The number of polar bears in the Arctic could drop by two-thirds by 2050 because of poaching, pollution and global warming, Russia’s natural resources and ecology minister said Wednesday.
Speaking at the International Forum on the Conservation of Polar Bears, Sergei Donskoi said that active industrial development in the Arctic in recent decades is one factor that has negatively affected the population of the beasts.
High levels of accumulated organic pollutants have been found in polar bear tissues on the Arctic island of Spitsbergen and near the Barents and Kara seas, he said.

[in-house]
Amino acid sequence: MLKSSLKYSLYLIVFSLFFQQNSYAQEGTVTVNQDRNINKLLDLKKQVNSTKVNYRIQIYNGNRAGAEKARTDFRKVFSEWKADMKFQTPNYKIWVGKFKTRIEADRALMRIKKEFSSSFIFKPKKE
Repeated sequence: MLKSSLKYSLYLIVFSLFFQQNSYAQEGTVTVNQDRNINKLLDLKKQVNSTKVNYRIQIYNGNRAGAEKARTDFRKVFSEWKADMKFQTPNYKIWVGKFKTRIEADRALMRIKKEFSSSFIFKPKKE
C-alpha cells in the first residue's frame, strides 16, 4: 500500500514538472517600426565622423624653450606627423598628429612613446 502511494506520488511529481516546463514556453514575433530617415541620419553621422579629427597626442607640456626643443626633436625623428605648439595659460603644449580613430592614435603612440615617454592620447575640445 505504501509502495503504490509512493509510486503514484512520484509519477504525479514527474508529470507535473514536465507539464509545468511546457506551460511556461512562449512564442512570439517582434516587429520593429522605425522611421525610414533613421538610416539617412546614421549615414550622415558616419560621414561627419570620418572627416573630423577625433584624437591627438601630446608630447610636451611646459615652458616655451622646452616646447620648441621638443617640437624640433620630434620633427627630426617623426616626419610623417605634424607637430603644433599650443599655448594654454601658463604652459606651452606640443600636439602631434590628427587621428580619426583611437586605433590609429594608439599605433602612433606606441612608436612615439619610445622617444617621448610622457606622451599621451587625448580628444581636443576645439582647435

Poaching is another threat to the animals, Donskoi said, as high prices for white bear hides and other body parts still drive illegal hunting. The Soviet Union banned polar bear hunting in 1956, but Russia's far eastern Chukotka region relaxed the law in 2011, allowing the area’s indigenous people to kill 29 polar bears a year.
Shrinking habitat is the third major danger for polar bears, Donskoi said. Loss of sea ice makes it difficult for them to hunt seals, their preferred prey, and drives the bears ashore and into greater conflict with humans.
Participants at the three-day forum, which include environment officials from Canada, Greenland, Norway, and the United States, plan to review conservation efforts since the 1973 signing of a multilateral polar bear conservation treaty and set out top preservation priorities for the next decade.
Scientists estimate the current global population of polar bears at about 20,000 to 25,000. Graphic.